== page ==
Tuesday, May 25, 2010

Heat Stroke

I'm guessing that this is the farthest thought from your mind today.

Our grandson asked if he could go down with me to let the horses out this morning and I said no. When he asked why, I said cause the muck would suck his boots off. He then offered that perhaps I shouldn't go there either. I just love the workings of a 4 year old mind. I said that I agreed but that someone had to let them out so they could have breakfast.

But remember last summer? Right now the memories seem to be from a far away land but summer will come and quite possibly, high heat.

As I continually confess, this horse stuff is new to us so if I'm offending anyone by sharing information that is too basic, sorry. We had to start somewhere and I'm guessing that there may be others in the same place. My poor vet keeps getting the "what do I do now?" calls. This article might save someone a phone call.

Plain Facts on Heat Stroke by Eleanor M. Kellon, VMD

Summers heat and humidity can be much more than just uncomfortable. They can be deadly. Horses lose their lives every year to heat stroke. Countless others struggle through anything from weakness to colic as a result of inadequate care in hot weather. Don’t let this happen to your horse! read more....

As a side note, the author, Eleanor M. Kellon, VMD, is the standing authority on Equine Cushings and IR and shares a lot of valuable information on the Yahoo web group - EquineCushings.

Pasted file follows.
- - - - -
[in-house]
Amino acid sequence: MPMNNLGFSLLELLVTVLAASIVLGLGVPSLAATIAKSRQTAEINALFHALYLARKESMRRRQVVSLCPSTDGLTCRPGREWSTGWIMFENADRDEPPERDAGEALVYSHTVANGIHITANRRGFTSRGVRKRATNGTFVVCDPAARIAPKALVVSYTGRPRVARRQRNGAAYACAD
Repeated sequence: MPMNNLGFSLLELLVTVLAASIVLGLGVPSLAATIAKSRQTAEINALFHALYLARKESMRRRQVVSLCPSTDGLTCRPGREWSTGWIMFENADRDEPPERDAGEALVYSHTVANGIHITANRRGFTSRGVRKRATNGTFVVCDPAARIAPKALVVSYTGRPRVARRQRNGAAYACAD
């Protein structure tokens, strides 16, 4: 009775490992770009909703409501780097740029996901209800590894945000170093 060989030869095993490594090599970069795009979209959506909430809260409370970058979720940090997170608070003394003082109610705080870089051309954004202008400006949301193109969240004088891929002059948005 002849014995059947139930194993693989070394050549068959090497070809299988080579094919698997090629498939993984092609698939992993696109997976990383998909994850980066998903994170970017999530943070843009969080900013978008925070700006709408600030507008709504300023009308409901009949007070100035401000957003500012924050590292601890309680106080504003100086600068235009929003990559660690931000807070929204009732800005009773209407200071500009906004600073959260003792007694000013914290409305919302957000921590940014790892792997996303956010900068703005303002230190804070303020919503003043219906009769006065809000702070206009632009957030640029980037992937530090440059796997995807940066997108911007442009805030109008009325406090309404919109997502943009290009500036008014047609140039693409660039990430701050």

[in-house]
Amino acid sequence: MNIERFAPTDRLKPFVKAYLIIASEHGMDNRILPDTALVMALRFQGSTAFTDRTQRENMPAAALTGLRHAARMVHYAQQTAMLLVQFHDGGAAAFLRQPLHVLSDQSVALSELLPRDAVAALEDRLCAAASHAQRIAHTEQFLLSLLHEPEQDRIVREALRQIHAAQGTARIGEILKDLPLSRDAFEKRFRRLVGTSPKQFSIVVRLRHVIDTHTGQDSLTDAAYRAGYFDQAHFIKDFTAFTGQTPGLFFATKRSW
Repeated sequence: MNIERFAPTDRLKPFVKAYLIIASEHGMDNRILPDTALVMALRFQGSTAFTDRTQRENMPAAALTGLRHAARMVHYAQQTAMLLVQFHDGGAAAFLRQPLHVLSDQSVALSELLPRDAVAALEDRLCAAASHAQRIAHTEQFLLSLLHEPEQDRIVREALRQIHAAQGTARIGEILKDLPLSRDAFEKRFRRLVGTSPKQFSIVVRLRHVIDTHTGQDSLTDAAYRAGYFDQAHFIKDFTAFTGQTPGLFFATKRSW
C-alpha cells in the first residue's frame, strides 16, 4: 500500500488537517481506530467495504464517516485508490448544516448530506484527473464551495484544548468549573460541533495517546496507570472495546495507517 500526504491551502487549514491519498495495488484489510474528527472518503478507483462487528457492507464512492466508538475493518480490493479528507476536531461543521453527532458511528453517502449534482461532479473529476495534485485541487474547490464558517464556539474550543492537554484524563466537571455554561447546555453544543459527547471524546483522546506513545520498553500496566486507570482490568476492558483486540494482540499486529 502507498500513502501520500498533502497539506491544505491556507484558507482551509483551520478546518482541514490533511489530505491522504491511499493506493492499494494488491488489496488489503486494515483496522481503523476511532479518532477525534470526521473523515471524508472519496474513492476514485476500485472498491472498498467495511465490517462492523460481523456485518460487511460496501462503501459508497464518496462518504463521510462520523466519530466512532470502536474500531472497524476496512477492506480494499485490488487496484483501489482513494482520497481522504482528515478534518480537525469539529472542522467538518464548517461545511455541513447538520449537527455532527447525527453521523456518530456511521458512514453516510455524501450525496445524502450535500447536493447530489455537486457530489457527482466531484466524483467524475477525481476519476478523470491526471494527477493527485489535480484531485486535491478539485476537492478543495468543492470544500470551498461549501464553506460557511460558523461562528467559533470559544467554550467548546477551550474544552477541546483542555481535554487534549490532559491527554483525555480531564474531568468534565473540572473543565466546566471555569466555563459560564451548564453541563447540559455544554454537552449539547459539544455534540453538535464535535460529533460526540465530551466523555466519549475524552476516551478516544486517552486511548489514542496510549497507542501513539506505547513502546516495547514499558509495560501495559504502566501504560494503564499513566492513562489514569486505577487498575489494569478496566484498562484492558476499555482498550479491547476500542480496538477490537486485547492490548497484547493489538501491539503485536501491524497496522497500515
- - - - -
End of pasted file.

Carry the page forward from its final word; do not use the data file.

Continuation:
Stay dry and remember, this too shall pass.......

Tuesday, May 18, 2010

I need to tell you all how great I think the 'farm officials' are in this area.

I have had weed questions in the past and I can take in a sample and they'll scramble around until they come up with a name and tell me if it is toxic for horses.

The newsletter that Doug Stienbarger sends out from the Small Acreage Program is great and he keeps us all informed about upcoming events and opportunities.

Contact information:
Doug Stienbarger, Extension Director
(360) 397-6060 ext. 7716

Today I had another opportunity to experience the good service that we receive from our farm folks. I had a concern about the Lupine on the property next to us.

I shot Erin an email and within an hour she sent me a reply. She calmed my fears, gave me a reality check and even gave me an 'atta boy' for being vigilant about the condition of our pastures. We are especially fortunate that Erin is a horse person that grew up here and now she plans and schedules a lot of good classes and workshops for the Small Acreage Program. To see what's coming up, contact:

Erin Harwood, Program Coordinator
(360) 397-6060 ext. 7720

We have a lot of dedicated individuals within our community. Some do it as a job and others get involved as volunteers.

An example of this blend is the Clark County Equestrian Advisory Group. They have been meeting since last November and are working at making this a horse friendly area. The Executive Horse Council has been working towards this for years and that work is paying off. One of the items that the Equestrian Advisory Group is working on is identifying areas that should have an Equestrian zoning. Check out their web site to see what is happening now and to read the meeting notes.

There is a 'contact' form on one of the pages or for more information, you can contact:
Laurie Lebowsky
Clark County Community Planning
(360) 397-2280 ext. 4544

Remember that our county will become more Equine friendly as we continue to be involved and make our voices heard.

Good job everyone!